Photograph by Kip Turnage created at Harold Ross' Light Painting Workshop

Photograph by Kip Turnage (Florida)

*****

Bob Maynard attended his second workshop with me, and he brought along this amazing antique scale, made by Eastman Kodak in the late 19th or early 20th century. It is a “Studio Scale”, specifically used for measuring photographic developing chemicals. Bob was presented with quite a challenge with this subject; getting light to certain parts of it was difficult, but Bob did a great job.

Photograph by Bob Maynard created at Harold Ross' Light Painting Workshop

Photograph by Bob Maynard (Colorado)

*****

Anita Sedberry was drawn to my little “Baby” Rollieflex, a 4cmx4cm roll film camera from the 50’s. The camera itself is bereft of color, but I really like the color and shape of the other subjects that Anita put together for this composition. Lighting glass is something I teach in my workshop, and Anita did a fantastic job with the lenses and the marble.

Photograph by Anita Sedberry created at Harold Ross' Light Painting Workshop

Photograph by Anita Sedberry (Arkansas)

*****

Tom Hughes chose to photograph one of my favorite possessions; a blow torch that belonged to my father. It holds special meaning for me, and I’m always happy that someone else appreciates it as I do. In combining that with another of my favorite things, an old oil can, Tom made my day! He also chose to leave the dust on the leather case, which is a nice touch, I think.

Photograph by Tom Hughes created at Harold Ross' Light Painting Workshop

Photograph by Tom Hughes (Pennsylvania)

*****

I love this composition by Patrice Zinck. It’s so well balanced and it really flows. It also is a good example of how “simple is good”. I also really like her treatment the background, both brightness and color.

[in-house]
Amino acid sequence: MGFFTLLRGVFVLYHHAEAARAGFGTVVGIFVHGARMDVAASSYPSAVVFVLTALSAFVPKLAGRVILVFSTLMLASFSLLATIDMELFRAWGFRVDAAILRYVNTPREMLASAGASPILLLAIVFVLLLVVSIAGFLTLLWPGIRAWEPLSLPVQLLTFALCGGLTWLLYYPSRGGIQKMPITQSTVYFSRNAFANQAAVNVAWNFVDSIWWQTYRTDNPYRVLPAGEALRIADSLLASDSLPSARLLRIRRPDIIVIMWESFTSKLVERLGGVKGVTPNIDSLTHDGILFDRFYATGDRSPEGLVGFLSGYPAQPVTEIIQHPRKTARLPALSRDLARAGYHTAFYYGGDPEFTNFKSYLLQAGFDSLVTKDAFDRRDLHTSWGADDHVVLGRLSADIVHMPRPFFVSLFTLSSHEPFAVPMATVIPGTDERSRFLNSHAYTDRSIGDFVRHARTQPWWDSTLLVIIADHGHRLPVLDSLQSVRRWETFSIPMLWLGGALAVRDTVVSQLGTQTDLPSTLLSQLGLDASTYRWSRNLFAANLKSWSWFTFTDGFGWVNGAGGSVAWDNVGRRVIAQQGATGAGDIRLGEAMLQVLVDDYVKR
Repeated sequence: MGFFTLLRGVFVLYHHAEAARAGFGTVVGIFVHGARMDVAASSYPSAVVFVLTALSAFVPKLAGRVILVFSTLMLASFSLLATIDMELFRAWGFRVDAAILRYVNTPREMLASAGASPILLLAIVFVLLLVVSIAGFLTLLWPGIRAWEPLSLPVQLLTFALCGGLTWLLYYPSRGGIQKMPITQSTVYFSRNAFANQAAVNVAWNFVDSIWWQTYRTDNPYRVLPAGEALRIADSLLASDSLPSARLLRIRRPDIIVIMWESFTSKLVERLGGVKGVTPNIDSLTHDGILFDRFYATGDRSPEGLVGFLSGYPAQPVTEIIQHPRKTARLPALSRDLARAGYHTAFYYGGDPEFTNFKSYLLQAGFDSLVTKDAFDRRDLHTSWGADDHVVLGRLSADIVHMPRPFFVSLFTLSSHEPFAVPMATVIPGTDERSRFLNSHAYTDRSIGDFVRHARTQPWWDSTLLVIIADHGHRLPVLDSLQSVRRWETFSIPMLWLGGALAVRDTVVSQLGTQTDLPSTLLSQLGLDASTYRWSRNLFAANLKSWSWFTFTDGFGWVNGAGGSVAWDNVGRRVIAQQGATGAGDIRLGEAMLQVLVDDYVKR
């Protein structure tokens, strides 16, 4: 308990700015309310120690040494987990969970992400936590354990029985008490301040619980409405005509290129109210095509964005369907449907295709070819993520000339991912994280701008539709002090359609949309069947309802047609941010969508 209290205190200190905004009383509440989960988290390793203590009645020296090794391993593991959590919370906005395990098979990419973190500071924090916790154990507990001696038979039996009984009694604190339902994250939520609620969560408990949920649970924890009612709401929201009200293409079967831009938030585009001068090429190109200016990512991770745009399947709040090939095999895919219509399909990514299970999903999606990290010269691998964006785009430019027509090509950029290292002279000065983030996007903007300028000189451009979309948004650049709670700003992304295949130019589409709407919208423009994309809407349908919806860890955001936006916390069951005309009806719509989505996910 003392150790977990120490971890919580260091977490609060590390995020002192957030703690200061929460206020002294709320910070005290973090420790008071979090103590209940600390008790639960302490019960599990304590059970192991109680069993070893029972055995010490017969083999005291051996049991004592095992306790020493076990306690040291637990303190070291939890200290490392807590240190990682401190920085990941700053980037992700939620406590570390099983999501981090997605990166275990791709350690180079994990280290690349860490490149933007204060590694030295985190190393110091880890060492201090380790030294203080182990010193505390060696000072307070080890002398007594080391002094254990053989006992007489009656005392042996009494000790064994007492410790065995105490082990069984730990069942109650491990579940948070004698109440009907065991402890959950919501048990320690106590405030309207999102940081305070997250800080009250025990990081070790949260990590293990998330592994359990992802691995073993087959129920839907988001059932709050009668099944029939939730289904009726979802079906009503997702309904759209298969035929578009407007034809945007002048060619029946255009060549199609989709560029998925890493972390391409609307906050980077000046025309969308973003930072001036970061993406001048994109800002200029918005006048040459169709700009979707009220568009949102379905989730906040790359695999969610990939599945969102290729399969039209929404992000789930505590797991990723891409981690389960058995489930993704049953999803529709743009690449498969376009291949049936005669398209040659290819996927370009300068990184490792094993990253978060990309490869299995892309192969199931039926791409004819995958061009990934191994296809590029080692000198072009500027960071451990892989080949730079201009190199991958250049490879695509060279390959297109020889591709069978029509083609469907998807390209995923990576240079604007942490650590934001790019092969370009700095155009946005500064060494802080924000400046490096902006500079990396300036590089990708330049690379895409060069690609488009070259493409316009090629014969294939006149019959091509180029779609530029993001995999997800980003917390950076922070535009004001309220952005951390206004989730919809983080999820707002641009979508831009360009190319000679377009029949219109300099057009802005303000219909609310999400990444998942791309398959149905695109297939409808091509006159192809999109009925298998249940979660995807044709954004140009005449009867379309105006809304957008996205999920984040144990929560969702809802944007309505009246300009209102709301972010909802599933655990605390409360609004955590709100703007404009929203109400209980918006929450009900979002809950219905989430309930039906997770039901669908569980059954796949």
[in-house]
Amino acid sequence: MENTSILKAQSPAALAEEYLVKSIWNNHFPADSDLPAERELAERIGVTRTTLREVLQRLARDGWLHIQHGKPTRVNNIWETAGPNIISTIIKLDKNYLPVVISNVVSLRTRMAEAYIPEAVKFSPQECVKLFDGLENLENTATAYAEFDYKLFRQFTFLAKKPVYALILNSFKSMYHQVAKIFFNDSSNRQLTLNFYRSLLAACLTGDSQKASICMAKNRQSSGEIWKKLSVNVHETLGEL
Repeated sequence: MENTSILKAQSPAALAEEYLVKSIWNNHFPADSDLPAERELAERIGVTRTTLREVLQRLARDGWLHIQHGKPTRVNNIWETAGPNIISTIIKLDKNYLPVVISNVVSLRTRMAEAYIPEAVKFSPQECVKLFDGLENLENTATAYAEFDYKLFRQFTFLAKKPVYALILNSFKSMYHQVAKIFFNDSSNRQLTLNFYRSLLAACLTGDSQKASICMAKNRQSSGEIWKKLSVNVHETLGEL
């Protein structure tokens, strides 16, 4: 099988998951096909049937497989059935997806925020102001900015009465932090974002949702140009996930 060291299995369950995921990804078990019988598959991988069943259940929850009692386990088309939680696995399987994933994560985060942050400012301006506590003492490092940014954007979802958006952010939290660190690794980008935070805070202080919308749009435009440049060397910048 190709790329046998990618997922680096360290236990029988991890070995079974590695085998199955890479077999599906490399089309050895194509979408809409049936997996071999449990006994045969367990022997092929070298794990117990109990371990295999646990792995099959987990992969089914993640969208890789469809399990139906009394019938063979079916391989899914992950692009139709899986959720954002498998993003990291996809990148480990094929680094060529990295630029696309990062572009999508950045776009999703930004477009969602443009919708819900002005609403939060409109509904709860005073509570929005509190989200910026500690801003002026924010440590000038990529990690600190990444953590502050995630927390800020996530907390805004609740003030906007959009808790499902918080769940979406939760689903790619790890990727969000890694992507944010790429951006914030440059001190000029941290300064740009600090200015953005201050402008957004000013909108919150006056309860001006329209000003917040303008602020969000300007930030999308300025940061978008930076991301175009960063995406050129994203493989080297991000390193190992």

Photograph by Patrice Zinck created at Harold Ross' Light Painting Workshop

Photograph by Patrice Zinck (Pennsylvania)

*****

Jodi Fredericksen also picked some of my very favorite props to work with. This old scale is very special to me, and the antique forged scissors are fantastic. It may not be apparent immediately, but those scissors are huge! Jodi did a nice job arranging this tight composition, which was a challenge due to its compactness.

Photograph by Jodi Fredericksen created at Harold Ross' Light Painting Workshop

Photograph by Jodi Fredericksen (Colorado)

*****

I’ve had the pleasure of working with Kathy Buckalew many times; in fact, Kathy was at one of my very first workshops in Maine, “Light Painting the Landscape”. We always have a great time and Kathy always makes the workshop fun! For me, this image is all about color. In my own work, I don’t think much about color (I really don’t!), but I always appreciate it when my students do. I also like the light coming through the colander that Kathy placed there.